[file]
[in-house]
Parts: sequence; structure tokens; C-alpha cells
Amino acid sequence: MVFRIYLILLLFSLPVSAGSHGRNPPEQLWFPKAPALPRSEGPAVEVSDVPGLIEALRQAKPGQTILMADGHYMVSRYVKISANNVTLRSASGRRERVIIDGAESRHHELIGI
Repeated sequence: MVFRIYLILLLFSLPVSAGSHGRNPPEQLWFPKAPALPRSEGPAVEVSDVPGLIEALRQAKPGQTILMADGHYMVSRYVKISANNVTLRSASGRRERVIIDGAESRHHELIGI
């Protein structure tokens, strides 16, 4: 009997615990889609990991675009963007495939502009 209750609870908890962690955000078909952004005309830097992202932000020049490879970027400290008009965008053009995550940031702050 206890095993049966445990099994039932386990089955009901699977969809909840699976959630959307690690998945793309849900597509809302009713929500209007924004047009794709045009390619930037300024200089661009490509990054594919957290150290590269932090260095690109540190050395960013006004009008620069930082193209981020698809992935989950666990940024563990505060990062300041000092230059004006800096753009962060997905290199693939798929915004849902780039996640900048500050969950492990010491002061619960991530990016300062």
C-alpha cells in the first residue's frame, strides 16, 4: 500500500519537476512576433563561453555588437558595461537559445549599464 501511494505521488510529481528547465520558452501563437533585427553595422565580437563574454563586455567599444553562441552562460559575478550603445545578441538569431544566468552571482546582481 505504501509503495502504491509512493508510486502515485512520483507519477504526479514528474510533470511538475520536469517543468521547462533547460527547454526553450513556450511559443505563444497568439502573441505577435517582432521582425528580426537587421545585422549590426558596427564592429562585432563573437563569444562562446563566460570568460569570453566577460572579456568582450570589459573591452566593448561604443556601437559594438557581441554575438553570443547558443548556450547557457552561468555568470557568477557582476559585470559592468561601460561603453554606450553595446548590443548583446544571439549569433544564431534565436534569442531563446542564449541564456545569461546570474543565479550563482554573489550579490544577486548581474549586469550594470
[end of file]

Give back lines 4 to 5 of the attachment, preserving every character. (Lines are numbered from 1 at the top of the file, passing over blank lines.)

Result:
Repeated sequence: MVFRIYLILLLFSLPVSAGSHGRNPPEQLWFPKAPALPRSEGPAVEVSDVPGLIEALRQAKPGQTILMADGHYMVSRYVKISANNVTLRSASGRRERVIIDGAESRHHELIGI
């Protein structure tokens, strides 16, 4: 009997615990889609990991675009963007495939502009 209750609870908890962690955000078909952004005309830097992202932000020049490879970027400290008009965008053009995550940031702050 206890095993049966445990099994039932386990089955009901699977969809909840699976959630959307690690998945793309849900597509809302009713929500209007924004047009794709045009390619930037300024200089661009490509990054594919957290150290590269932090260095690109540190050395960013006004009008620069930082193209981020698809992935989950666990940024563990505060990062300041000092230059004006800096753009962060997905290199693939798929915004849902780039996640900048500050969950492990010491002061619960991530990016300062």